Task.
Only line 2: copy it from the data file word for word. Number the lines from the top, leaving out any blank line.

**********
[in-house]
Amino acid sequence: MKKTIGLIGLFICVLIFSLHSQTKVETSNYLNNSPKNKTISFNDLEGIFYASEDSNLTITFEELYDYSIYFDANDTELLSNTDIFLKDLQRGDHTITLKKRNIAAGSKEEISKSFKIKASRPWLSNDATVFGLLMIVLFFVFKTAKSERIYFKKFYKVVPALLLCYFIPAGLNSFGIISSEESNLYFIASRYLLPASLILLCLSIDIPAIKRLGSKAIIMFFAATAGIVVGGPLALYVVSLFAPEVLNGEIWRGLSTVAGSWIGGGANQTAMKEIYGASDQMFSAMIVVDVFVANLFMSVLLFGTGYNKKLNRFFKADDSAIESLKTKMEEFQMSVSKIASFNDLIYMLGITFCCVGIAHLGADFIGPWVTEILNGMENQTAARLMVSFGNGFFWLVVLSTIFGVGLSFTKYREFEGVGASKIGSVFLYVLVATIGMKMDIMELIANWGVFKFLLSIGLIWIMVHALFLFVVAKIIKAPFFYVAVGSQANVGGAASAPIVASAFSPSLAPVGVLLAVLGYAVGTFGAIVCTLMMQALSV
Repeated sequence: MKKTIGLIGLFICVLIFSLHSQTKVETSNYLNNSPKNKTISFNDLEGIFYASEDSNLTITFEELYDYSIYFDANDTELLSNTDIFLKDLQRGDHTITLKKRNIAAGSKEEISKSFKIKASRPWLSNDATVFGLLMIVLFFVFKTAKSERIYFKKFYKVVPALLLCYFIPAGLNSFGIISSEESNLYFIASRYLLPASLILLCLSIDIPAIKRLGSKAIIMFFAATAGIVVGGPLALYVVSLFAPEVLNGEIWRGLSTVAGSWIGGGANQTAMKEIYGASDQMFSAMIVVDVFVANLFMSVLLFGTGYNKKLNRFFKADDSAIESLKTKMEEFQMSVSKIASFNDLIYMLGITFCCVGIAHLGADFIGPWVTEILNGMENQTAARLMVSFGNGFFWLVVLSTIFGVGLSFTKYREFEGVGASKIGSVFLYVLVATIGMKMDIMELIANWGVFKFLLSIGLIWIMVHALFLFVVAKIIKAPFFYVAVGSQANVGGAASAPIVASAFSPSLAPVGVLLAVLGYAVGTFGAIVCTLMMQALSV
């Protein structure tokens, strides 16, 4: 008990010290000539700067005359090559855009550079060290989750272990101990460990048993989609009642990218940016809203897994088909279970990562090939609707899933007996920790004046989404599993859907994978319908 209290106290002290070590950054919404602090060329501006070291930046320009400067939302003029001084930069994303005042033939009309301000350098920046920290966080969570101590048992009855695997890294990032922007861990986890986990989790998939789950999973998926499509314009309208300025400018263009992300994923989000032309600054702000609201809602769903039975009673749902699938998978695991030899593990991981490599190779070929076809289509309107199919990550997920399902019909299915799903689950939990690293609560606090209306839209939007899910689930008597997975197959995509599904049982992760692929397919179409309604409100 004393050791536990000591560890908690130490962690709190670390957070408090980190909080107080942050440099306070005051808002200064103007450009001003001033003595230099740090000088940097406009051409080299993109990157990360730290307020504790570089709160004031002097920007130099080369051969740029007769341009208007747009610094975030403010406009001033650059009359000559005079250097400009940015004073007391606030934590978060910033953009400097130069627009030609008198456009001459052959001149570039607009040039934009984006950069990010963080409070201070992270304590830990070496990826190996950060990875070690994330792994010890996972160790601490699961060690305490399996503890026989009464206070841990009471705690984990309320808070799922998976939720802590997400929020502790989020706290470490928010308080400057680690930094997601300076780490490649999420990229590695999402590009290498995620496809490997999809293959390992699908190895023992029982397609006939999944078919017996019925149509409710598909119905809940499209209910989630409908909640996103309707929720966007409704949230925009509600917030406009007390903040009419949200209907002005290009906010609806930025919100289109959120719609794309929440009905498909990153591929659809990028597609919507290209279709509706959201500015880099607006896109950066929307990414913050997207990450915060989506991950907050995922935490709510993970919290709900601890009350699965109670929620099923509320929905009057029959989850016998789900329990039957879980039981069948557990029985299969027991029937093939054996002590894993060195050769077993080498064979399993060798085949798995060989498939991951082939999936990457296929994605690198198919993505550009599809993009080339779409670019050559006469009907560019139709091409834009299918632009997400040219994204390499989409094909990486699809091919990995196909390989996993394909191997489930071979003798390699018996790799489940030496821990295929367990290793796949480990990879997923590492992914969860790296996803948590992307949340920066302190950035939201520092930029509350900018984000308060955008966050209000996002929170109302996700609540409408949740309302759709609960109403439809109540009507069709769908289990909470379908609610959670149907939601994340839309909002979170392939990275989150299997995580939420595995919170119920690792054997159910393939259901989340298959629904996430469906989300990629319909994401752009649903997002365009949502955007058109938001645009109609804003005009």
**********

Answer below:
Amino acid sequence: MKKTIGLIGLFICVLIFSLHSQTKVETSNYLNNSPKNKTISFNDLEGIFYASEDSNLTITFEELYDYSIYFDANDTELLSNTDIFLKDLQRGDHTITLKKRNIAAGSKEEISKSFKIKASRPWLSNDATVFGLLMIVLFFVFKTAKSERIYFKKFYKVVPALLLCYFIPAGLNSFGIISSEESNLYFIASRYLLPASLILLCLSIDIPAIKRLGSKAIIMFFAATAGIVVGGPLALYVVSLFAPEVLNGEIWRGLSTVAGSWIGGGANQTAMKEIYGASDQMFSAMIVVDVFVANLFMSVLLFGTGYNKKLNRFFKADDSAIESLKTKMEEFQMSVSKIASFNDLIYMLGITFCCVGIAHLGADFIGPWVTEILNGMENQTAARLMVSFGNGFFWLVVLSTIFGVGLSFTKYREFEGVGASKIGSVFLYVLVATIGMKMDIMELIANWGVFKFLLSIGLIWIMVHALFLFVVAKIIKAPFFYVAVGSQANVGGAASAPIVASAFSPSLAPVGVLLAVLGYAVGTFGAIVCTLMMQALSV